Mind you, being rich ain’t so bad, as we learn by drifting onto a fabulous estate with mansion, pool and greenhouse owned by the eccentric Myrna Loy and Charles Boyer. The latter brushes up on his fencing indoors, knocking around the furniture, while Loy uses tarot cards to give Deneuve a reading as stacked as Professor Marvel’s in The Wizard of Oz. The night becomes so magical that Howard decides to run away to Paris with what’s her name if they can both leave their spouses.
Will it happen? This is where the movie becomes a little more modern and “with it” than merely making fun of those concepts, because Hollywood films before this didn’t typically condone divorce and “running away from responsibility”, but something was definitely in the air and even those over 40 wanted to get in on the act.
And yet that ending, which is set in the long-ago and far-away time when you could show up at the airport five minutes before your plane departed and sail on through, will leave many audiences with practical questions. As in The Graduate, we leave Howard holding his runaway lady love’s hand, but the look on her face is notably less rapturous. The audience may be enjoying the escapism, but something about it feels as unconvincing as the society party, the nightclub, and the discotheque, and it’s the same thing that’s been rubbing at Howard’s life like the grit in the oyster. For now, though, he’s flying through his emotional highpoint on a 747.
Director Stuart Rosenberg’s previous movie was Cool Hand Luke, also about a square peg who “failed to communicate” with the world around him, but in an entirely different key; Rosenberg’s career remained more interesting the more he associated with Paul Newman and/or crime dramas. This project, scripted wispily if symbolically by Hal Dresner with heavy leaning on the klaxon of desperate suburbia (see the drunken driving gags with Jack Weston and Harvey Korman), just misses the lighter touch it needs.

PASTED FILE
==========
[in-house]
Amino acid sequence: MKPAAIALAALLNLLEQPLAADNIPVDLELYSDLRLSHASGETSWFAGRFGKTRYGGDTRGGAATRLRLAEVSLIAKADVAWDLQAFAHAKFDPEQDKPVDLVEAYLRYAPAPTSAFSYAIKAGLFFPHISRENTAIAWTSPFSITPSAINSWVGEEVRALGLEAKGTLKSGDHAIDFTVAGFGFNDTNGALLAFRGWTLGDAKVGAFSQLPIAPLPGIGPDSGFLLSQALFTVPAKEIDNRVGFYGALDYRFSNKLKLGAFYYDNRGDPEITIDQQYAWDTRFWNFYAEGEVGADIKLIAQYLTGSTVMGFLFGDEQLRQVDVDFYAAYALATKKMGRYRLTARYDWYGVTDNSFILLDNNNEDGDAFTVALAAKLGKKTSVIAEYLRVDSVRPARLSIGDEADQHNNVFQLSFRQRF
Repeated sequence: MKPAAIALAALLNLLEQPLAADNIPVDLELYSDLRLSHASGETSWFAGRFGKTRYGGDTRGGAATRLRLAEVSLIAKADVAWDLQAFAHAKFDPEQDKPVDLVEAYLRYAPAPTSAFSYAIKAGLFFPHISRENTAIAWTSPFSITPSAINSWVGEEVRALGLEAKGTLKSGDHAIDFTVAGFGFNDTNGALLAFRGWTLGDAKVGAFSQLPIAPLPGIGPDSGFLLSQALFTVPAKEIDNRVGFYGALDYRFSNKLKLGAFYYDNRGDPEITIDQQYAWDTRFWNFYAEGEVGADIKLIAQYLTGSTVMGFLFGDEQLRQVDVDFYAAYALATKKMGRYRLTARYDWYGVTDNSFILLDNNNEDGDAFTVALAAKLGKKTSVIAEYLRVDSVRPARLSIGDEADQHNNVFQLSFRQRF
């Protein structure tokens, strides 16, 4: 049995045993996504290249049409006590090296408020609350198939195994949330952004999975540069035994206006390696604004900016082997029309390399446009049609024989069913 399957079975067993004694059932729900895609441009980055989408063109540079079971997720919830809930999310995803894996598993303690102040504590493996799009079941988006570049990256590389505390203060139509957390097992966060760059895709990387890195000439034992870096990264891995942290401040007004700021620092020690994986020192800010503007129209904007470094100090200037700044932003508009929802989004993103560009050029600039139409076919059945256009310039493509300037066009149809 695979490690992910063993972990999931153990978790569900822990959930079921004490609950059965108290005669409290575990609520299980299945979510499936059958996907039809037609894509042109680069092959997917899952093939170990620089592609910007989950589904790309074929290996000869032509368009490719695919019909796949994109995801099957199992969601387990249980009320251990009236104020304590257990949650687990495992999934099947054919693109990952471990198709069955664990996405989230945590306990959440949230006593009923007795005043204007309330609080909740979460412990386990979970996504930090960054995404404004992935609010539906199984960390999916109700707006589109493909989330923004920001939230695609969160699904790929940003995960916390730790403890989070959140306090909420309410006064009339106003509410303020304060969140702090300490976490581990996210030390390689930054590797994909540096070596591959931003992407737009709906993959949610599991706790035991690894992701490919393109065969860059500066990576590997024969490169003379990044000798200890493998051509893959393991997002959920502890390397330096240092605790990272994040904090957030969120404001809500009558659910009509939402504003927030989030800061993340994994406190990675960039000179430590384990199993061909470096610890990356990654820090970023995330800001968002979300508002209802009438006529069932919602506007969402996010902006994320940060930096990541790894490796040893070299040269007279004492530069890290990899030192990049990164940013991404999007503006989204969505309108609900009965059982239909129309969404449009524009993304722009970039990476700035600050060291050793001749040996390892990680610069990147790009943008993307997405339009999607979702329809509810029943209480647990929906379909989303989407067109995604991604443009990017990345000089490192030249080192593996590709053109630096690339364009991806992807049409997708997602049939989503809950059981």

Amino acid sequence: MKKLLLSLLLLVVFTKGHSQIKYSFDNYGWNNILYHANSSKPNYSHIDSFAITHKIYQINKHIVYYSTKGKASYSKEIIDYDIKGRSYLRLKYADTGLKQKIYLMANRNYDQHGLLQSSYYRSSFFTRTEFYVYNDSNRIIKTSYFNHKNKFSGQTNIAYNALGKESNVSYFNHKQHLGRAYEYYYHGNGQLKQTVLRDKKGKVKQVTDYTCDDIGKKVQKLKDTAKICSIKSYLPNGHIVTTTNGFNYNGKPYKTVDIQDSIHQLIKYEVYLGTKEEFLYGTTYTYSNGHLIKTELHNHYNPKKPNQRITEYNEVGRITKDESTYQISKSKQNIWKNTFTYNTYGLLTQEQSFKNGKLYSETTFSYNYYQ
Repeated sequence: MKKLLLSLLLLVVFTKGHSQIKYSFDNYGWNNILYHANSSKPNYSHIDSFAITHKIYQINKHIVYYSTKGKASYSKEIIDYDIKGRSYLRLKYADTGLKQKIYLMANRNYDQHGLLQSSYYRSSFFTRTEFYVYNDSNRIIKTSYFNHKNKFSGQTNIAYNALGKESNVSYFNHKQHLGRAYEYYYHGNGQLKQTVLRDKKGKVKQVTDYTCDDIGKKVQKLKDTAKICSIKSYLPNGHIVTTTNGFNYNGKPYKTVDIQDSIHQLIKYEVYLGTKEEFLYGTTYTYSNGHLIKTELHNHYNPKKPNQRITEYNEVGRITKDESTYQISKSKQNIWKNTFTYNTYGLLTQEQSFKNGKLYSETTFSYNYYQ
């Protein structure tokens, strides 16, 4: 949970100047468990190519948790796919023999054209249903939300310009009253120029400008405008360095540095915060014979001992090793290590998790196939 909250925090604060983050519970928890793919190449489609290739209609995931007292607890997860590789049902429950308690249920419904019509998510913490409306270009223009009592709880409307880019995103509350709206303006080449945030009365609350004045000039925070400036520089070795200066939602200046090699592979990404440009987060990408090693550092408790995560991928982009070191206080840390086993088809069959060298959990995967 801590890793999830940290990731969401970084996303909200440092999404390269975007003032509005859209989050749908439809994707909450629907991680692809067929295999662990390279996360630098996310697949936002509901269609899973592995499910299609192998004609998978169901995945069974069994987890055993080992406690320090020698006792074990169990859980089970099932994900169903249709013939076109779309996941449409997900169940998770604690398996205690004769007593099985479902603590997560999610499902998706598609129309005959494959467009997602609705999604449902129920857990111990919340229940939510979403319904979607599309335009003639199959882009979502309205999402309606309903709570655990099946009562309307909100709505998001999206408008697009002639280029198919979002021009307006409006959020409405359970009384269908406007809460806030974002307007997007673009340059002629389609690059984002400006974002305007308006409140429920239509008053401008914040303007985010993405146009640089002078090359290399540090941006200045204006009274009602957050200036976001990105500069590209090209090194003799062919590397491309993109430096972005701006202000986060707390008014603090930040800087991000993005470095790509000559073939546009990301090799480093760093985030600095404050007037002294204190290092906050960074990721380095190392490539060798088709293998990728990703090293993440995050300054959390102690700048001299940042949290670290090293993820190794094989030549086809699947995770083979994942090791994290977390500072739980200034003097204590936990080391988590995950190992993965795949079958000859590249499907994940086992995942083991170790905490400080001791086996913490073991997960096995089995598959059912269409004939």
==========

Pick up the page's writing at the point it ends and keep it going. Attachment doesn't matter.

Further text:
I wonder if it might have been provided by Bob Rafelson, Paul Mazursky, Richard Lester, or someone more sprightly, someone who can better handle dropping in a Bacharach & David title song crooned by Dionne Warwick. The real stars here are Hamlisch and production designer Richard Sylbert, whose work makes the film worth visiting even if, like its leads, you finally must escape it.
Still from The War Between Men and Women (1972)
The other Lemmon release, The War Between Men and Women, has a direct connection to CBS’ TV division. Inspired by the writings of James Thurber, this feature was made by Danny Arnold (writer, producer) and Melville Shavelson (writer, director) as a kind of extension of their brilliant-but-cancelled Thurber sitcom My World and Welcome to It. One of our fondest wishes is that this series will come to home video. Until then, we have this bastard offspring. It even brings back child actress Lisa Gerritsen from that show.
The film is a much rougher affair in celebration of a “mean old son of a bitch”, the adoring final judgment pronounced upon cartoonist Peter Wilson (Lemmon) by his new wife Theresa (Barbara Harris). It’s supposed to be heart-warming, and reflects the “adult” humor of 1972 movies in contrast to yesteryear, for you see, the movie doesn’t punish them for sleeping together before marriage, unless marriage is the punishment.